Tesla (TSLA) posted lower-than-expected earnings in the fiscal fourth quarter but eked out a second consecutive quarter of profitability, underscoring its ongoing struggles to sell affordable electric vehicles at scale.
CEO Elon Musk also announced during a call with investors Wednesday that Tesla CFO Deepak Ahuja is retiring, and will be replaced by Zach Kirkhorn, previously vice president of finance.
The carmaker delivered adjusted earnings of $1.93 per share for the fourth quarter, falling below consensus estimates of $2.14 per share, according to Bloomberg data. GAAP net income of $139 million fell short of estimates of $182.5 million, but was impacted by a $54 million non-cash charge, the company said.
However, Tesla exceeded expectations on the top line and posted fourth-quarter revenue of $7.23 billion, ahead of $7.07 billion estimated. In the year-ago quarter, Tesla posted a loss of $3.04 per share on revenue of $3.29 billion.
Based on management’s previous commentary, results for the fiscal first quarter could also come in soft. On Jan. 18, CEO Elon Musk said in a company blog post that shipments of higher-priced Model 3 variants to Europe and Asia in early 2019 would “hopefully allow us, with great difficulty, effort and some luck, to target a tiny profit” in the current quarter. Tesla reiterated these hurdles to fiscal first-quarter profitability in its earnings statement Wednesday, and Musk said on a call with investors Wednesday that he is “optimistic about being profitable in Q1” but “not by a lot.”
However, the company said in its statement announcing results Wednesday that it expects to have positive GAAP net income and free cash flow in every quarter beyond the fiscal first quarter of 2019.
In the fiscal fourth quarter, the company’s free cash flows increased to $910 million, better than the $881 million it had posted in the third quarter. Tesla’s cash and cash equivalents also increased by $718 million from the third quarter to $3.7 billion.
Shares of Tesla slipped 3.05% to $298.88 each as of 6:36 p.m. ET.
Investors heading into Wednesday’s results carried concerns about sales for Tesla’s higher-priced, more profitable vehicles. This week, Tesla began selling lower-priced versions of its higher-priced Model S and Model X vehicles, each with the same long-range 100 kWH battery packs, in an attempt to streamline future production.
Earlier this month, Tesla said it would stop making Model S and Model X vehicles with a 75 kWh battery pack, which had starting prices of $76,000 and $82,000, respectively – thereby setting new prices at the time at less-accessible $94,000 and $97,000 entry points. But with the new 100kWh models, the lowest-price Model S vehicles start at $85,000, while the lowest-price Model X will cost at least $88,000, with the option to pay an additional $8,000 to add about 8% more driving range.
Tesla shares sank the first trading session of 2019 after the company said it was cutting its prices across vehicles by $2,000 in the U.S. The move was intended to help absorb the reduction in the federal electric vehicle tax credit, which halved to $3,750 from $7,500 as of January 1. The tax credit will be slashed again to $1,875 this summer, shrinking a key incentive for potential electric vehicle buyers.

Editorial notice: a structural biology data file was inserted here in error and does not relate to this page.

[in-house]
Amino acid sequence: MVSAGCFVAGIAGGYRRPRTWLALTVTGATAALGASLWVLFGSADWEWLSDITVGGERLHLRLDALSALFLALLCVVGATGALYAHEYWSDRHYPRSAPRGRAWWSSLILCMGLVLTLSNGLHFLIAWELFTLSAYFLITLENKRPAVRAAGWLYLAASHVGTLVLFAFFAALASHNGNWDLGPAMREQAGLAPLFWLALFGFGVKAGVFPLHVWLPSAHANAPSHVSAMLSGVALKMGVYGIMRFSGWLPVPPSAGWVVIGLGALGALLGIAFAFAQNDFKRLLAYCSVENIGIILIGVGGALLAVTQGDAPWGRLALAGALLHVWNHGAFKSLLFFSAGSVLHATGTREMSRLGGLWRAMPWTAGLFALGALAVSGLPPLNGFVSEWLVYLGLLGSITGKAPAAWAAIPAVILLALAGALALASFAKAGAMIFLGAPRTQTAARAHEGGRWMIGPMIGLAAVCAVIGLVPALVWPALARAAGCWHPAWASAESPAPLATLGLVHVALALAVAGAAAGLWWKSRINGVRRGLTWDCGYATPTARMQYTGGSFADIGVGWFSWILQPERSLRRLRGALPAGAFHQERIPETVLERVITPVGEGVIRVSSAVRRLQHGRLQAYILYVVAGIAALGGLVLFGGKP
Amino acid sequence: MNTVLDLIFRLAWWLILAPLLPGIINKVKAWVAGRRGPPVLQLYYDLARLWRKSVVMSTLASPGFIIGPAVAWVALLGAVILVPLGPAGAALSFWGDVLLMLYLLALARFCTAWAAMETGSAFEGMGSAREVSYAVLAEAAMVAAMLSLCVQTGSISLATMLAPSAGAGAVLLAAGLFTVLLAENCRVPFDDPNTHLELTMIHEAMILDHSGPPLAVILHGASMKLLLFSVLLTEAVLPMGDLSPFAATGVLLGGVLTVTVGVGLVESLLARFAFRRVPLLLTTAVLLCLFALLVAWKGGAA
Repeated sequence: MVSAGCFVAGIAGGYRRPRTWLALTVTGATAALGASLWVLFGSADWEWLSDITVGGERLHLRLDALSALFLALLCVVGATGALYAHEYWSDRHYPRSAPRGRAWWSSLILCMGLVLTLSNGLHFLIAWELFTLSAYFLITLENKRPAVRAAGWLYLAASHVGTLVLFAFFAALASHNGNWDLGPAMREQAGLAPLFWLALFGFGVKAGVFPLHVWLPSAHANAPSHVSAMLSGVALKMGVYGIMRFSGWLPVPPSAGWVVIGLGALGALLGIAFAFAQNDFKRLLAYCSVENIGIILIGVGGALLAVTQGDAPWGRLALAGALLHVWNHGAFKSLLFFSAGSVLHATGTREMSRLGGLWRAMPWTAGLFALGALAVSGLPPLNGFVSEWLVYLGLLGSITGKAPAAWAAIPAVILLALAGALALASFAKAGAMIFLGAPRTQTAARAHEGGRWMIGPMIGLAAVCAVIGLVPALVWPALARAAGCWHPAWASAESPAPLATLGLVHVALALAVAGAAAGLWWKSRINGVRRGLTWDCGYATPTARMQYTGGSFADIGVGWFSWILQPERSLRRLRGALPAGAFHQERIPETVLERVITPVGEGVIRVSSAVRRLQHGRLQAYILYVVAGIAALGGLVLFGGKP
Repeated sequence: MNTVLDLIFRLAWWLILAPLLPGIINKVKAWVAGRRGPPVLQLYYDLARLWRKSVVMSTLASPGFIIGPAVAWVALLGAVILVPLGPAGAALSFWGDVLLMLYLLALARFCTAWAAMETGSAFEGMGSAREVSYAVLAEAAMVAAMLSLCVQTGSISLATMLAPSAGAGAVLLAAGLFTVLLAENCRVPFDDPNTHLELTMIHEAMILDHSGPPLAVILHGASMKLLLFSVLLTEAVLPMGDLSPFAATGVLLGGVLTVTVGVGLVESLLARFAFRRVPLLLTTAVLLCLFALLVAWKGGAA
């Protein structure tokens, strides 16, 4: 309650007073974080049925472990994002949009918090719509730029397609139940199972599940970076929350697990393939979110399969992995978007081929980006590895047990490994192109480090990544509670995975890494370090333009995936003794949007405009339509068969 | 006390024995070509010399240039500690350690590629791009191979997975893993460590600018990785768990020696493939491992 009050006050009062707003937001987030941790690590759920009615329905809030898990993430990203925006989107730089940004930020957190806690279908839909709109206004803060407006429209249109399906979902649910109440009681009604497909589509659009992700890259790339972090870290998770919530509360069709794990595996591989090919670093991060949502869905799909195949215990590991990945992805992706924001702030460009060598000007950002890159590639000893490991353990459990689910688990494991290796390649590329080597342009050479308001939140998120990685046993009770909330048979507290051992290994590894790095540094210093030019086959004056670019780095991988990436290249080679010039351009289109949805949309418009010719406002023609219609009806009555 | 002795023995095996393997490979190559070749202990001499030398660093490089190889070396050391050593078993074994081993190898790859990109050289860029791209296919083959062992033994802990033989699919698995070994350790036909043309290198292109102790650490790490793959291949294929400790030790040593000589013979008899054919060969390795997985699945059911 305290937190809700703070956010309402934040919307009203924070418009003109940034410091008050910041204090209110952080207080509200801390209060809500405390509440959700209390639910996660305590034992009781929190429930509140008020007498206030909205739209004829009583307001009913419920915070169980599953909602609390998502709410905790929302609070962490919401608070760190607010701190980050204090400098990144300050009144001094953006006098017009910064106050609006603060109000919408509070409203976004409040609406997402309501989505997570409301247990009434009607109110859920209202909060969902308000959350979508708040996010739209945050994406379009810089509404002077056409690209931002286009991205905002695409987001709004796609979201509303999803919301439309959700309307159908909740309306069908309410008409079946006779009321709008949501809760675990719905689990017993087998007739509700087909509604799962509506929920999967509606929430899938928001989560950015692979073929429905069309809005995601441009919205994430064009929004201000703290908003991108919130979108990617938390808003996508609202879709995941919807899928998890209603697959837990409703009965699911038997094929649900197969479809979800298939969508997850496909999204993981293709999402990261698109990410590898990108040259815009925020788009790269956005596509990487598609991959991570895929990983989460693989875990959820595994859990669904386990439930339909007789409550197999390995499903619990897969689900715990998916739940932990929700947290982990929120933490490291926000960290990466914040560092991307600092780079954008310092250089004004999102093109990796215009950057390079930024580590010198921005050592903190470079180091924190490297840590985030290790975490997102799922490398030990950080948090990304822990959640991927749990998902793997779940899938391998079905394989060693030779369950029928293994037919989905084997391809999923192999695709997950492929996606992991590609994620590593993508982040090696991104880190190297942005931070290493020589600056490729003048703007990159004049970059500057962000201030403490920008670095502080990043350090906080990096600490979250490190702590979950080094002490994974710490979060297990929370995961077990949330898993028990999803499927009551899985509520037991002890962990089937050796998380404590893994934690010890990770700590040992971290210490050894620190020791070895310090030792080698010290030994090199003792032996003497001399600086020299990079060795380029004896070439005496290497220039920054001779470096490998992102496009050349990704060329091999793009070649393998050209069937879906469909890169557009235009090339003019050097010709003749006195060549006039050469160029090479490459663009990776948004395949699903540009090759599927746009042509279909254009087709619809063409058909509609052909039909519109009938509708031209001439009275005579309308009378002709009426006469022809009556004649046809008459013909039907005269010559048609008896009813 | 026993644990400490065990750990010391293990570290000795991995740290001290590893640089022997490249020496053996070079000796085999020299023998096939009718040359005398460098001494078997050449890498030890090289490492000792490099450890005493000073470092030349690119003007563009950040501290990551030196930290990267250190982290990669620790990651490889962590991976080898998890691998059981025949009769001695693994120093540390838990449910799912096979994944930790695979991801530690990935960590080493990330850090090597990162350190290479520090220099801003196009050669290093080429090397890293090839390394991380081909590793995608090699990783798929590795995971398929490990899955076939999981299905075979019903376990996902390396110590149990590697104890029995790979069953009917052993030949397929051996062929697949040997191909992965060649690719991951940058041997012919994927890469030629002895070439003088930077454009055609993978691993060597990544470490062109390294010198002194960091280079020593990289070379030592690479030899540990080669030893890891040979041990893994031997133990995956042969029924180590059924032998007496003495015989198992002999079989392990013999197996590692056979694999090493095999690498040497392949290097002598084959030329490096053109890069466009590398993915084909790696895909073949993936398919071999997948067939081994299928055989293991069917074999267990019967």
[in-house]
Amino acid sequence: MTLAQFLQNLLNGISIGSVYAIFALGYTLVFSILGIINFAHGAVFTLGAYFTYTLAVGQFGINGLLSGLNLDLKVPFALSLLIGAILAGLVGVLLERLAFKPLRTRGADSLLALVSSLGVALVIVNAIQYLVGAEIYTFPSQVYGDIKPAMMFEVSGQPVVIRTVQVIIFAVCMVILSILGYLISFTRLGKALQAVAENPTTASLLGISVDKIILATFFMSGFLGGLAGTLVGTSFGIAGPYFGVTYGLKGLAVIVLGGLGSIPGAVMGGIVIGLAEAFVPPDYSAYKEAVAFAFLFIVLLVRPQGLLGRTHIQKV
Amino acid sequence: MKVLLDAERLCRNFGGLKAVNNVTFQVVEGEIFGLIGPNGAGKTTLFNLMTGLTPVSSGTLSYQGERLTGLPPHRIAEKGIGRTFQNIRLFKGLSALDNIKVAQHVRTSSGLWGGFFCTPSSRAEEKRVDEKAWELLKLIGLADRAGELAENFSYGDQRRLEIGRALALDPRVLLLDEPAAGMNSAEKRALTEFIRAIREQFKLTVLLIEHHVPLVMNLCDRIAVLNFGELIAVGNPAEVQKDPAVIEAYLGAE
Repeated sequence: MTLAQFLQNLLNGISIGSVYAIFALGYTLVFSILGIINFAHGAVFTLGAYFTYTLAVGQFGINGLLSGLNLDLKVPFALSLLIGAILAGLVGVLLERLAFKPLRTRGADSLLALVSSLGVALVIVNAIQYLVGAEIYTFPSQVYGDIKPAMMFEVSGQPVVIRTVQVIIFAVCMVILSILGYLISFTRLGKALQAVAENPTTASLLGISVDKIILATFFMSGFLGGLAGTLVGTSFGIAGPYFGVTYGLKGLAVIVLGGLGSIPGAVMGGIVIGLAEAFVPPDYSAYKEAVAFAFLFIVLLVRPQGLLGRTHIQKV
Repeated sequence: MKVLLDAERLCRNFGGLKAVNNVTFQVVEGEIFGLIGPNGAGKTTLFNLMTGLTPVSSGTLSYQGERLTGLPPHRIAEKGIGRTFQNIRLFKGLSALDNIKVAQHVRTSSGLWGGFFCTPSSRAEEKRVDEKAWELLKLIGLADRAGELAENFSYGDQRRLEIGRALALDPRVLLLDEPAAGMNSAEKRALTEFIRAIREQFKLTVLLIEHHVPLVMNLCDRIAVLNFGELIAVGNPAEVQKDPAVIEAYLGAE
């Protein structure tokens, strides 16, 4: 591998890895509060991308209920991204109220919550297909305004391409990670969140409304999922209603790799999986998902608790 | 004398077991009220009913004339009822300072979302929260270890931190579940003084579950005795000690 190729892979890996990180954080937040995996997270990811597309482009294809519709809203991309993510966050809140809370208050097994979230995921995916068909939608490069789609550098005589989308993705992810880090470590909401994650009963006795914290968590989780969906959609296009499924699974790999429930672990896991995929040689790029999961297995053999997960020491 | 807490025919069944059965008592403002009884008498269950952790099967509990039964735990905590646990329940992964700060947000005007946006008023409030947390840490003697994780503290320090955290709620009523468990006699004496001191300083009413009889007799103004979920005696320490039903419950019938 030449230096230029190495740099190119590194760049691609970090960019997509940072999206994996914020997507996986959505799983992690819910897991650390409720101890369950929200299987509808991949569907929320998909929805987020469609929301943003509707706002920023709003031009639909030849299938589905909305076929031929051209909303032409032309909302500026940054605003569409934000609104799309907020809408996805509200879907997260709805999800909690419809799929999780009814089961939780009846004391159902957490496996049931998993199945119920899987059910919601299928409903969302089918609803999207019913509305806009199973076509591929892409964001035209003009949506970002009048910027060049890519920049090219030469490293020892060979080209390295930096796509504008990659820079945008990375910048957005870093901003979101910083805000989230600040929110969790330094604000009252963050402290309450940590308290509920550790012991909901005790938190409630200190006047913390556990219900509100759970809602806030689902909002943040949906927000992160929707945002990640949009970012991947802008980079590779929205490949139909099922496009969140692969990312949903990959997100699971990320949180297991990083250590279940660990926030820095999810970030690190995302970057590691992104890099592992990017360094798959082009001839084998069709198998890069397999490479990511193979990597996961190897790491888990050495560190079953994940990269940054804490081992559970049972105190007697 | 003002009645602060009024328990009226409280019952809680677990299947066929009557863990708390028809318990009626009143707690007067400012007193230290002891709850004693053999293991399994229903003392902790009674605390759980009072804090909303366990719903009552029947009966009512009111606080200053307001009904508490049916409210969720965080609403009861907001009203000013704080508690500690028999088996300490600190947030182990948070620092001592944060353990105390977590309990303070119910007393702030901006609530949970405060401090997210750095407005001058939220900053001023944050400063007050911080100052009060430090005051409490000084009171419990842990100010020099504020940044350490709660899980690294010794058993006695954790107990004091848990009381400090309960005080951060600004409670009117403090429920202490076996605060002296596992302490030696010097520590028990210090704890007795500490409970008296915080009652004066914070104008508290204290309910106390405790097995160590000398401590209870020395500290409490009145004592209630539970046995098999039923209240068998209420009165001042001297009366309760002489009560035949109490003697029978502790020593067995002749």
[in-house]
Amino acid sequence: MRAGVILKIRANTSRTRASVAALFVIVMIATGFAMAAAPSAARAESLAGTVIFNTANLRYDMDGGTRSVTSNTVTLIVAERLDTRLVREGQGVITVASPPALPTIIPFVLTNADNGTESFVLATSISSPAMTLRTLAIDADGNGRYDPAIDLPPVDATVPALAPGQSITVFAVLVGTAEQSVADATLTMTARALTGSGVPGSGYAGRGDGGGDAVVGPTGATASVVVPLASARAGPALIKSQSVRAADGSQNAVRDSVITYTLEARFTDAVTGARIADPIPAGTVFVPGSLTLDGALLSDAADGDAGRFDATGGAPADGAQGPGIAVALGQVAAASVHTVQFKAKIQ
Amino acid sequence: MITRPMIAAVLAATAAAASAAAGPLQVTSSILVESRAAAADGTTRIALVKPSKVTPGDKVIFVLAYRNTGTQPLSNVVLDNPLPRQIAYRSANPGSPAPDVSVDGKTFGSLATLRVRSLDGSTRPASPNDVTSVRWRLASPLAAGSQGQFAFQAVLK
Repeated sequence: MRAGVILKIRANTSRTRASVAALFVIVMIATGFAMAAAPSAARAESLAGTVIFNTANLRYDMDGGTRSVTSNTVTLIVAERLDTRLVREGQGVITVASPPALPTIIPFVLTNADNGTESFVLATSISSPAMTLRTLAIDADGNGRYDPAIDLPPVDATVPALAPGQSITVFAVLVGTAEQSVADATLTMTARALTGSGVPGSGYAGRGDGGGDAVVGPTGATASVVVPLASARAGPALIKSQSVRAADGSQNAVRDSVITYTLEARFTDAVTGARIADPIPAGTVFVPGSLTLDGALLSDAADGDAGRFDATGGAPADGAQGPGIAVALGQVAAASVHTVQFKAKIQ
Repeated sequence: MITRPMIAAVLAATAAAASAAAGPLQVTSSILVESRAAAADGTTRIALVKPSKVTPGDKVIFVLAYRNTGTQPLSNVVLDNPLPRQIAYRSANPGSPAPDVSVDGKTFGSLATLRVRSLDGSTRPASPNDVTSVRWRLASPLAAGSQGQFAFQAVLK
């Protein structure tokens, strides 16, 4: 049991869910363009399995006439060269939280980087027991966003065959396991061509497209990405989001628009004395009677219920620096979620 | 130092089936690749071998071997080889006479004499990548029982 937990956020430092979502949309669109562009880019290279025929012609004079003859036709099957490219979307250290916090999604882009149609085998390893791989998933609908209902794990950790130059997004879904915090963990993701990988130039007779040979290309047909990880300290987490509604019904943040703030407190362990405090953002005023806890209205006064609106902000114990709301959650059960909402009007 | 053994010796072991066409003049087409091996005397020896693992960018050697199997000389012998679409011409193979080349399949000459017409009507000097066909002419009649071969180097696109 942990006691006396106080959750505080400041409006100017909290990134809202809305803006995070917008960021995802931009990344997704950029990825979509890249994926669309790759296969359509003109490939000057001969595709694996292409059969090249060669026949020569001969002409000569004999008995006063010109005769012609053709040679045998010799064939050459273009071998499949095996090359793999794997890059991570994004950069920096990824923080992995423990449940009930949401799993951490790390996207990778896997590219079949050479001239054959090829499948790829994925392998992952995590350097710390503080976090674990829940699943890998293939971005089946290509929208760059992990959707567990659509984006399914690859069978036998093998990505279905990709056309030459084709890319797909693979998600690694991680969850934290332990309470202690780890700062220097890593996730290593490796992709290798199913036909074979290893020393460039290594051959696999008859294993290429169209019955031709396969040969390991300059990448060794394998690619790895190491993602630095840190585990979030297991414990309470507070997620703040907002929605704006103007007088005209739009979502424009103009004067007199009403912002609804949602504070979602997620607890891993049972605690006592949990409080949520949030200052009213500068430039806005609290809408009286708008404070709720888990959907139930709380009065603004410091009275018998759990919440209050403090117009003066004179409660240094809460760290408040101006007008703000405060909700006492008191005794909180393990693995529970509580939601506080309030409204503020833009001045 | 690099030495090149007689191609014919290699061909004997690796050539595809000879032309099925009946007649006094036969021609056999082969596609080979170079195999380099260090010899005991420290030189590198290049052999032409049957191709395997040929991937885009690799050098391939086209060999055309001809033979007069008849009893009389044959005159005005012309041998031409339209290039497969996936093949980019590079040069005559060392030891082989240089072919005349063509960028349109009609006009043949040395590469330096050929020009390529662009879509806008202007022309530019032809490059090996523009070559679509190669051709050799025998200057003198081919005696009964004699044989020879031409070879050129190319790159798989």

The Palo Alto, California-based company has struggled to find a pricing mix that is both accessible to consumers and profitable for the company as it tries to ramp up deliveries.
“As we continue to improve the production rate of Model 3, the cost per vehicle continues to decline. It is critical that we continue this trend so that we can keep increasing the affordability of Model 3 while retaining a sustainable level of profitability,” the company said in a statement announcing quarterly results. It added that despite recently introducing a lower-priced mid-range variant and other headwinds, gross margins for the Model 3 “remained stable” in the fourth quarter at more than 20%.
Musk during a call with investors Wednesday said that “demand for the Model 3 is insanely high – the inhibiting issue is affordability.” He estimated that global demand for the Model 3 in a strong economy is between 700,000 to 800,000 units per year.
Tesla’s fourth-quarter Model 3 deliveries of 63,150, announced earlier in January, came in slightly below consensus estimates of 63,700. Total deliveries for the quarter were 90,700, also falling short of some estimates on Wall Street. Total fourth-quarter production grew 8% from the third quarter to 86,555 vehicles.
Tesla announced Wednesday that it sees 2019 total deliveries in the range of 360,000 to 400,000. The company said it is targeting annual Model 3 production of more than 500,000 sometime between the fourth quarter of 2019 and the second quarter of 2020. This projection is slightly behind schedule when compared to Musk’s previous commentary in mid-2017, when he had asserted that investors should have “zero” doubt that Model 3 production would hit 10,000 per week in 2018.
Earlier this month, Tesla CEO Elon Musk sent a letter to employees announcing the company was slashing its full-time staff by about 7%, or approximately 3,000 positions. Tesla’s staff had increased by 30% in 2018, which Musk said was more than the company could support as it seeks to reduce costs.
Emily McCormick is a reporter for Yahoo Finance. Follow her on Twitter: @emily_mcck
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